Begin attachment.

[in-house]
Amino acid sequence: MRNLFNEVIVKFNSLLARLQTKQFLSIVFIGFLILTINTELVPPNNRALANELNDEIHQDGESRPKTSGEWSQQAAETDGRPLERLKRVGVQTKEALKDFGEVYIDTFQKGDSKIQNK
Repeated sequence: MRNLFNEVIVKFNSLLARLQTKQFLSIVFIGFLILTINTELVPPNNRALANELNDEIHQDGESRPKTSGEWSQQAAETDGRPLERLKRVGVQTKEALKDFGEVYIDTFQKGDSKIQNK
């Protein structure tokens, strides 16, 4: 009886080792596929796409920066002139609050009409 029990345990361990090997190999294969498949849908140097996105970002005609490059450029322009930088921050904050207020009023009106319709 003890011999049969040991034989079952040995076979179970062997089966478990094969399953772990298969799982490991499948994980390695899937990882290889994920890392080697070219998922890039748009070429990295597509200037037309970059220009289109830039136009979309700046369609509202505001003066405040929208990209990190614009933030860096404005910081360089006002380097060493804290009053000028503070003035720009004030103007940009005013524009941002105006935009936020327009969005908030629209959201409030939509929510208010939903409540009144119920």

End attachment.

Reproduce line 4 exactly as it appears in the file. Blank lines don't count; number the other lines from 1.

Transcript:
């Protein structure tokens, strides 16, 4: 009886080792596929796409920066002139609050009409 029990345990361990090997190999294969498949849908140097996105970002005609490059450029322009930088921050904050207020009023009106319709 003890011999049969040991034989079952040995076979179970062997089966478990094969399953772990298969799982490991499948994980390695899937990882290889994920890392080697070219998922890039748009070429990295597509200037037309970059220009289109830039136009979309700046369609509202505001003066405040929208990209990190614009933030860096404005910081360089006002380097060493804290009053000028503070003035720009004030103007940009005013524009941002105006935009936020327009969005908030629209959201409030939509929510208010939903409540009144119920």